Because of the highly addictive nature of intermittent reinforcement releasing supersized doses of the potent, but natural pleasure-inducing brain chemicals and the psychological trauma bond that develops, leaving a relationship with a narcissist isn’t like any other break up.

Separating and maintaining no-contact is first a physical endurance challenge. When you throw away your pack of Marlboro’s and swear off tobacco, the addiction doesn’t just give up and go away. It’s a struggle for survival. A part of your brain believes you will DIE if you don’t go get another smoke and it gets darn crafty to convince you to do it. Your body, too. The physical cravings and withdrawal symptoms are powerful enough that most people, no matter how strong their resolve will go back to smoking after their first attempt to quit.

Addiction to a narcissist is a hundred times stronger and they can also talk. Imagine if cigarettes could also literally speak to try to con and woo you back? To make you feel guilty for abandoning them? To promise to be better this time?

Ending a relationship with a narcissist is just the beginning of a long span of struggles. Coming to accept that the whole thing was a shared delusion is a place many victims never reach, but understanding that is key to unraveling everything else that got tangled in a victim’s brain.

You might not yet believe these truths, but that doesn’t make them false:

  1. The narcissist never loved you.
  2. It was not possible for you to love the narcissist, because you never knew the narcissist.
  3. You were compelled (by manipulation and addiction) to participate in your own abuse.
  4. Healing is possible by better understanding yourself, the part you played and why.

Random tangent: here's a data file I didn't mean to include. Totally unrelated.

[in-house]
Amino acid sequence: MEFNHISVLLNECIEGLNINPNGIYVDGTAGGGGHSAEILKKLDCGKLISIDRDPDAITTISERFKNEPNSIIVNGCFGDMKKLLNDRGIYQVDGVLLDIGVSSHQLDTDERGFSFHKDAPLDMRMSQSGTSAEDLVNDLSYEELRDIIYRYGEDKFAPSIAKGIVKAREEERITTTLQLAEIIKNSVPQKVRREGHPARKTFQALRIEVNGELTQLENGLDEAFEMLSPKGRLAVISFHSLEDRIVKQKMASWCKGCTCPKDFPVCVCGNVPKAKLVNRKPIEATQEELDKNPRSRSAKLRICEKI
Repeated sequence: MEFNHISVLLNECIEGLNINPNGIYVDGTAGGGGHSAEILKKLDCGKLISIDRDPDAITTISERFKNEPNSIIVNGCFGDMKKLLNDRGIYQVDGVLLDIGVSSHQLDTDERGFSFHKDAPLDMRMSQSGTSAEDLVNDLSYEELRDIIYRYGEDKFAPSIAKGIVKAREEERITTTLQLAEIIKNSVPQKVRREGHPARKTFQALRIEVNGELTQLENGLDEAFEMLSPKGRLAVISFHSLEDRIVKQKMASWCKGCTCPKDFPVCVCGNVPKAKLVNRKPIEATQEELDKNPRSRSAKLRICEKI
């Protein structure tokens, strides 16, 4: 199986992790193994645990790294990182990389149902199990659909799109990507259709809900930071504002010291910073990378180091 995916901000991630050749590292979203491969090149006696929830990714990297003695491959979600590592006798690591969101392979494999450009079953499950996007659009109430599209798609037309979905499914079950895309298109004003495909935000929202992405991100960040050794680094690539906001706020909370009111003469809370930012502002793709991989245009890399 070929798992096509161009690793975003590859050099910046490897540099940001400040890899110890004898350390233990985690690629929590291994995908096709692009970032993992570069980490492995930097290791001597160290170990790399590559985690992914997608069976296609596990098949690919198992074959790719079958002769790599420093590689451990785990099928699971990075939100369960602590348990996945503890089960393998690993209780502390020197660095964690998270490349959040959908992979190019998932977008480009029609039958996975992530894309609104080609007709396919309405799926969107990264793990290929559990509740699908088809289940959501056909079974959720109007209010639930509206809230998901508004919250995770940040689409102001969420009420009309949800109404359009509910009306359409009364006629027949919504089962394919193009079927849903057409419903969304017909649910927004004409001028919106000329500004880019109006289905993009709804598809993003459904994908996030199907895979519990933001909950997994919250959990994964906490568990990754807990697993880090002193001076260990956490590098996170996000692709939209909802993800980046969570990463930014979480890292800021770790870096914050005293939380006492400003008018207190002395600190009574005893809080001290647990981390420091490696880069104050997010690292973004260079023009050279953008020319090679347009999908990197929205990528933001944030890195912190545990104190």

Read next: Lasting Damage

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  • Al Corrupt

    When you throw away your pack of Marlboro’s and swear off tobacco, the addiction doesn’t just give up and go away. It’s a struggle for survival. …
    Addiction to a narcissist is a hundred times stronger and they can also talk. Imagine if cigarettes could also literally speak to try to con and woo you back?”

    Having been through both I still think nicotine is worse, even if t can’t speak.

  • Laura Mac

    I love your book, I hope I can get there some day… everything you say is spot on. Even knowing the monster I’ve been dealing with I’d still allow him to lead me blindfolded off the edge of a cliff. Its a scary thought that your mind creates this need for them. He’s trained me to accept love on his terms and lower my lowest standards. I can see it all objectively from the outside, but I still couldn’t walk away from him if he was here…

    • Dan

      Thanks for the kind compliment. Please consider reviewing the book on Amazon!
      You beat the trauma bond pretty much the same way you beat any addiction. Time away from the “drug” will eventually rid your system of the physical, chemical dependence, but there is a psychological component, too. You need to turn your attention inwards for a while and get reacquainted with yourself – your true self – the person you were before the narcissist became everything. Call an old friend – pick up old hobbies that you used to enjoy. Force it for a while, if you have to . Just do it. Get sunshine and exercise. Realize that you don’t need a relationship to be happy right now.
      Best of luck on your recovery.

      • Deb

        My son is in this situation and I am straight up a mess because now she also has control over my grandchildren who my son had previously kept away from her. I was raising them and she convinced him to take them away from me. It is a horrible situation. While it was all happening, it was so surreal I thought I was losing my mind. Her power over him is complete, appalling, and sick. My grandchildren are the real losers here and are being kept isolated from not just me, but everyone they have ever known. There is no help for this situation, the authorities believed the smear campaign instead of looking into it more thoroughly. Understanding what is happening is very little comfort, it frightens me for them even more. He is powerless to protect them.

  • Nicola

    This has affected me deeply reading this. I am currently separating from a narcissist and it’s been the hardest time of my life. He was mentally, physically and emotionally abusive and I am struggling so much to close the door.

  • Big R

    Is “shared fantasy ” a term coined by Sam Vaknin, or is it a term already established in previous literature?

    • Dan

      Sorry. I couldn’t say for sure. It described my experience. Sam Vaknin is certainly worth watching, though. He’s had many useful insights.